but sent it back to MBE to be repaired. I'm not a happy chappy! and told them so!!
unfortunately, they don't have any more in at the moment (they say!) so it looks like I
will have to wait for it's return.
running on another older unit (same as the initial one) that SBD have "given "
me. On the last test run, the car pulled like an express train up to 5000rpm, then it was
as if a rev limiter came in, I was doing 105mph at the time (on private roads, of course!,
officer!) so when the new ignition system comes, and it can then rev to 7750rpm, what
Everything else is finished, but I'm not happy about no
heater! so, I have a number of bits of heaters that I'm hoping to marry together to sort
out that problem.
(nearly ) FINAL THOUGHTS
Am I happy with it?
& has it been worth the effort? On both counts,
YES! There is so much more power & grunt than the Pinto.
It also looks good! and sounds even better!
I have gone way over the initial budget, but this could be done much cheaper than any
other engine swap.
Hardest part. The
pedals! In this model of car, you can't keep the sierra pedal box, you need to
sort out something else. It would have been very difficult if I didn't work where I do.
Would I recommend it?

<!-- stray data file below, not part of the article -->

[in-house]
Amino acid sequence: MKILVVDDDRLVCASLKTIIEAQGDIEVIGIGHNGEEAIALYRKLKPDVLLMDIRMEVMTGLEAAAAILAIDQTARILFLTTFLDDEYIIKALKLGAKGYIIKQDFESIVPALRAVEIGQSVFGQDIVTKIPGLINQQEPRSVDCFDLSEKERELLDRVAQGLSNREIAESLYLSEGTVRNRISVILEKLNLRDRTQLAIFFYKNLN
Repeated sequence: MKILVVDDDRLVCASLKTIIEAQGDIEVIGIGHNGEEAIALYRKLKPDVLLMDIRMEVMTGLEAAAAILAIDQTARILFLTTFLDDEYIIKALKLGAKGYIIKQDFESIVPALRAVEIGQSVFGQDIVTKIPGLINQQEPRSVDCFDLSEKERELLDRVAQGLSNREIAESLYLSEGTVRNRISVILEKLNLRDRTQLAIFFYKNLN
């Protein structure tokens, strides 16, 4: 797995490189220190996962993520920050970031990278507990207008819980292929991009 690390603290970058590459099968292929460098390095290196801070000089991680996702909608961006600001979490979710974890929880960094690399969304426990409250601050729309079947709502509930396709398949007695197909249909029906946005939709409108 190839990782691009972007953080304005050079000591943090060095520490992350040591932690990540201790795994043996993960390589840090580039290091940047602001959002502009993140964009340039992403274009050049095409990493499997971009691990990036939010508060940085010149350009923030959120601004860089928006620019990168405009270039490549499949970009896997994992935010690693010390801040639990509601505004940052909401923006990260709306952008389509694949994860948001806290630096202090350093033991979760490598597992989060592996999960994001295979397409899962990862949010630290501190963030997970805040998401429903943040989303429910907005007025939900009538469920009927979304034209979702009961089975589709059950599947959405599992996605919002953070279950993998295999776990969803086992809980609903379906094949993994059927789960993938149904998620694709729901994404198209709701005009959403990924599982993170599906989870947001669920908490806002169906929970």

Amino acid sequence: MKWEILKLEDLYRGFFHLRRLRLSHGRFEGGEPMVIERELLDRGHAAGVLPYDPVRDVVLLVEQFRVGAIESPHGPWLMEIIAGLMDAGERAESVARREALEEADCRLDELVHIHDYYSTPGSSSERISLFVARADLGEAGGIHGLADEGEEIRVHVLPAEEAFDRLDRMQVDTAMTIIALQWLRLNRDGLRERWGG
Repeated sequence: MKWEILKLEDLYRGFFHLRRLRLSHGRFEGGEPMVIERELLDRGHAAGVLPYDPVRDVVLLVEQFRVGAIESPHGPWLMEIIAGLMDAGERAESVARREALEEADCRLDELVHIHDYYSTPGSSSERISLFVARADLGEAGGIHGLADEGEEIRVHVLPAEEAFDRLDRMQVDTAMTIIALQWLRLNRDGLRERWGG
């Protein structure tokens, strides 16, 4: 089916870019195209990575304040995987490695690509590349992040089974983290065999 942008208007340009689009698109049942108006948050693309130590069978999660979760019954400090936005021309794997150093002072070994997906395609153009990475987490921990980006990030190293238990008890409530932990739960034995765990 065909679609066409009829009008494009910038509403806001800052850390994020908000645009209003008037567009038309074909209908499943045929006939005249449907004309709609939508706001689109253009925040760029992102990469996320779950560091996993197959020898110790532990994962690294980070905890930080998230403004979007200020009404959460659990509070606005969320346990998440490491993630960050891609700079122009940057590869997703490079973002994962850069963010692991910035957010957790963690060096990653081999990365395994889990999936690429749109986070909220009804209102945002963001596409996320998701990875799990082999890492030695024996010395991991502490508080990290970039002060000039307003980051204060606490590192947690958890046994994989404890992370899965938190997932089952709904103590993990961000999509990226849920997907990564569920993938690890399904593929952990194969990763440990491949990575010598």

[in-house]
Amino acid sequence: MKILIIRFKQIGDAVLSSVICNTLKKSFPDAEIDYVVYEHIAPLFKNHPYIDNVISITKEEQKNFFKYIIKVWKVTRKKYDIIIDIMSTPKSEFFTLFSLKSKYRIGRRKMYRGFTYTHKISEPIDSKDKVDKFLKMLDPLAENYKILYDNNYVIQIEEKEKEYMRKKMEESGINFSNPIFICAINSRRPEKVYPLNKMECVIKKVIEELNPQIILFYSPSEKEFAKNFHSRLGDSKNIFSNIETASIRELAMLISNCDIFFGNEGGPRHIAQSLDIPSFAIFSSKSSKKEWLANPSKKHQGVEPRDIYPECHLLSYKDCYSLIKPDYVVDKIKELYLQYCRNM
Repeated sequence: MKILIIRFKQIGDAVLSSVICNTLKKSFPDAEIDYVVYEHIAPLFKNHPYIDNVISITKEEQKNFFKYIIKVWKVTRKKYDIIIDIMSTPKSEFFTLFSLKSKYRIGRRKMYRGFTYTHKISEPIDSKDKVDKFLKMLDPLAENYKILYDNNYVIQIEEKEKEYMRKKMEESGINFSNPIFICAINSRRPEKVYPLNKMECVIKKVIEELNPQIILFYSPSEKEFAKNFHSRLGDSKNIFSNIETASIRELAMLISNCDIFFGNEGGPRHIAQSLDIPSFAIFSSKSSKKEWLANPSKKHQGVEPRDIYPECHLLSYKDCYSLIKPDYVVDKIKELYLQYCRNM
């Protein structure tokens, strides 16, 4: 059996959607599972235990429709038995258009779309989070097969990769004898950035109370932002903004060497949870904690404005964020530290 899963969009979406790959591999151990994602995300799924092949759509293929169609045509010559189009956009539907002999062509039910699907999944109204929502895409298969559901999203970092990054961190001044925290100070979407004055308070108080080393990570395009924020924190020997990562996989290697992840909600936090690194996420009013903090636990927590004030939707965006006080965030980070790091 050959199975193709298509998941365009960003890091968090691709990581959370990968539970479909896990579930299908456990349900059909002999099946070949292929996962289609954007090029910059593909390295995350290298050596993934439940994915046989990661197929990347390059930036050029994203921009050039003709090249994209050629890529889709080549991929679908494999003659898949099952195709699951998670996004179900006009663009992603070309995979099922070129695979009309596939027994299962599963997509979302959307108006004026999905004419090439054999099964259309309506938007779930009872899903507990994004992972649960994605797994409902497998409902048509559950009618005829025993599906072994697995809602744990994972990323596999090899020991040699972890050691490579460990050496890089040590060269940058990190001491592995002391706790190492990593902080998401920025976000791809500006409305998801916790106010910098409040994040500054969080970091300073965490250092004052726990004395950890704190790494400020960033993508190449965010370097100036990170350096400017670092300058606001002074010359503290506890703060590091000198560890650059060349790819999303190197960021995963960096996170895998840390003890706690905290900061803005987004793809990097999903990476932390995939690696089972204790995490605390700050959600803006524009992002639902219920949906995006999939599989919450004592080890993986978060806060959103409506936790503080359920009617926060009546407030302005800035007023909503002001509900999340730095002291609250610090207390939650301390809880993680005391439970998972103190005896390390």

Yes, (with reservations about the pedals) and especially in a 2B, where it can be fitted
and still keep the Sierra pedal box. in fact, I would fit it in the initial build.
Andy Campbell is putting the Vauxhall
engine into his 2B as he builds it. There is much more room in the 2B (apart from the
chassis tube under the engine bay (see below), and if you do it from the start, then you
can run the fuel lines etc. up the correct side of the car. In fact it is as easy as
putting a Pinto engine in a 2B, and easier than an EFI unit. You can even use standard
engine mountings from a Vauxhall Carlton (I think, Andy will correct me if I'm wrong)
NOTE. The "plough" tube
that crosses from one side to the other under the engine bay, does however get in the way,
you can either cut the bonnet and lift a centre panel up like a wedge, so as to clear the
top of the engine, or you could cut out this tube and redesign another strengthening tube
to go across.
system on this conversion can be either cheap (ie. by using a 8v set-up), or expensive
I've found this
explanation from a 16v user on another website, of what parts are required for the
"cheaper" method, and it's as good an explanation as I can find.
Firstly, make sure it is a Bosch
dizzy-thats the one to use (brown cap as a rule). Then, look for the type that is held on
with two nuts clamping elongated holes in the dizzy body, as opposed to a clamp and pinch
bolt. If you have got this lucky, next thing to do is whip the dizzy out, and see if the
drive is compatable with the 16v-there are two different drives...
The dizzy I originally used was a hybrid of Mk3 Cavalier, and 1400cc Nova. Reason being I
managed to source a correct fitting dizzy with the wrong drive, and a smashed dizzy with
the right drive. Just swapped the drives over (just knock a roll pin out, drive slides off